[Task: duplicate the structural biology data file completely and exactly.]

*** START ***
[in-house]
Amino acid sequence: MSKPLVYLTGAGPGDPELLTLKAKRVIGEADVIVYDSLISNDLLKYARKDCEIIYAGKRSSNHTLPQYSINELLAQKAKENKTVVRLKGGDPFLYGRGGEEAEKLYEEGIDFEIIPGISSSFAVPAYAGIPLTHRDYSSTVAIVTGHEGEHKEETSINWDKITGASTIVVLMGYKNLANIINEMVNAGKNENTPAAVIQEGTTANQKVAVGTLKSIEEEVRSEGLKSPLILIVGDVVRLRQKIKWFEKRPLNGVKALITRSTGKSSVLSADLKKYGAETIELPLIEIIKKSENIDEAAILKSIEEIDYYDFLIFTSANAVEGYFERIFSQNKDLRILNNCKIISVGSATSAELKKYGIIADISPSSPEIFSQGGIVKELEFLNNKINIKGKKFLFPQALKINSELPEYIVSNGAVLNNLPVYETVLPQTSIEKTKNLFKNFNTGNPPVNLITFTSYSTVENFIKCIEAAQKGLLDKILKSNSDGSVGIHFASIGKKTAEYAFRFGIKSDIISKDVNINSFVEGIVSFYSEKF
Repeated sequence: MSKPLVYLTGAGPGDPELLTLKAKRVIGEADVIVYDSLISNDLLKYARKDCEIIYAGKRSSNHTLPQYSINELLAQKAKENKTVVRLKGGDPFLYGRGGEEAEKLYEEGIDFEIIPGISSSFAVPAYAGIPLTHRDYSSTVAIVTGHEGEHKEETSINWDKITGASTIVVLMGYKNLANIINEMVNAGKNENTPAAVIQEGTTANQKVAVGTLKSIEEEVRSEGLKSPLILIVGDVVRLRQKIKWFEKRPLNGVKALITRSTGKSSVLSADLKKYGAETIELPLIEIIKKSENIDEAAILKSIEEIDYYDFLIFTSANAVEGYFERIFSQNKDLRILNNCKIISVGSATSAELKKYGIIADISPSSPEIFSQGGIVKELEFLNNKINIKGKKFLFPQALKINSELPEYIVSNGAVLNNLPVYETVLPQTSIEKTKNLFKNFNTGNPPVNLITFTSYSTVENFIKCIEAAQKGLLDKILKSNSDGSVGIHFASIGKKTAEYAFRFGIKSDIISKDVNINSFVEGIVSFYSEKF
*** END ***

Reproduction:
[in-house]
Amino acid sequence: MSKPLVYLTGAGPGDPELLTLKAKRVIGEADVIVYDSLISNDLLKYARKDCEIIYAGKRSSNHTLPQYSINELLAQKAKENKTVVRLKGGDPFLYGRGGEEAEKLYEEGIDFEIIPGISSSFAVPAYAGIPLTHRDYSSTVAIVTGHEGEHKEETSINWDKITGASTIVVLMGYKNLANIINEMVNAGKNENTPAAVIQEGTTANQKVAVGTLKSIEEEVRSEGLKSPLILIVGDVVRLRQKIKWFEKRPLNGVKALITRSTGKSSVLSADLKKYGAETIELPLIEIIKKSENIDEAAILKSIEEIDYYDFLIFTSANAVEGYFERIFSQNKDLRILNNCKIISVGSATSAELKKYGIIADISPSSPEIFSQGGIVKELEFLNNKINIKGKKFLFPQALKINSELPEYIVSNGAVLNNLPVYETVLPQTSIEKTKNLFKNFNTGNPPVNLITFTSYSTVENFIKCIEAAQKGLLDKILKSNSDGSVGIHFASIGKKTAEYAFRFGIKSDIISKDVNINSFVEGIVSFYSEKF
Repeated sequence: MSKPLVYLTGAGPGDPELLTLKAKRVIGEADVIVYDSLISNDLLKYARKDCEIIYAGKRSSNHTLPQYSINELLAQKAKENKTVVRLKGGDPFLYGRGGEEAEKLYEEGIDFEIIPGISSSFAVPAYAGIPLTHRDYSSTVAIVTGHEGEHKEETSINWDKITGASTIVVLMGYKNLANIINEMVNAGKNENTPAAVIQEGTTANQKVAVGTLKSIEEEVRSEGLKSPLILIVGDVVRLRQKIKWFEKRPLNGVKALITRSTGKSSVLSADLKKYGAETIELPLIEIIKKSENIDEAAILKSIEEIDYYDFLIFTSANAVEGYFERIFSQNKDLRILNNCKIISVGSATSAELKKYGIIADISPSSPEIFSQGGIVKELEFLNNKINIKGKKFLFPQALKINSELPEYIVSNGAVLNNLPVYETVLPQTSIEKTKNLFKNFNTGNPPVNLITFTSYSTVENFIKCIEAAQKGLLDKILKSNSDGSVGIHFASIGKKTAEYAFRFGIKSDIISKDVNINSFVEGIVSFYSEKF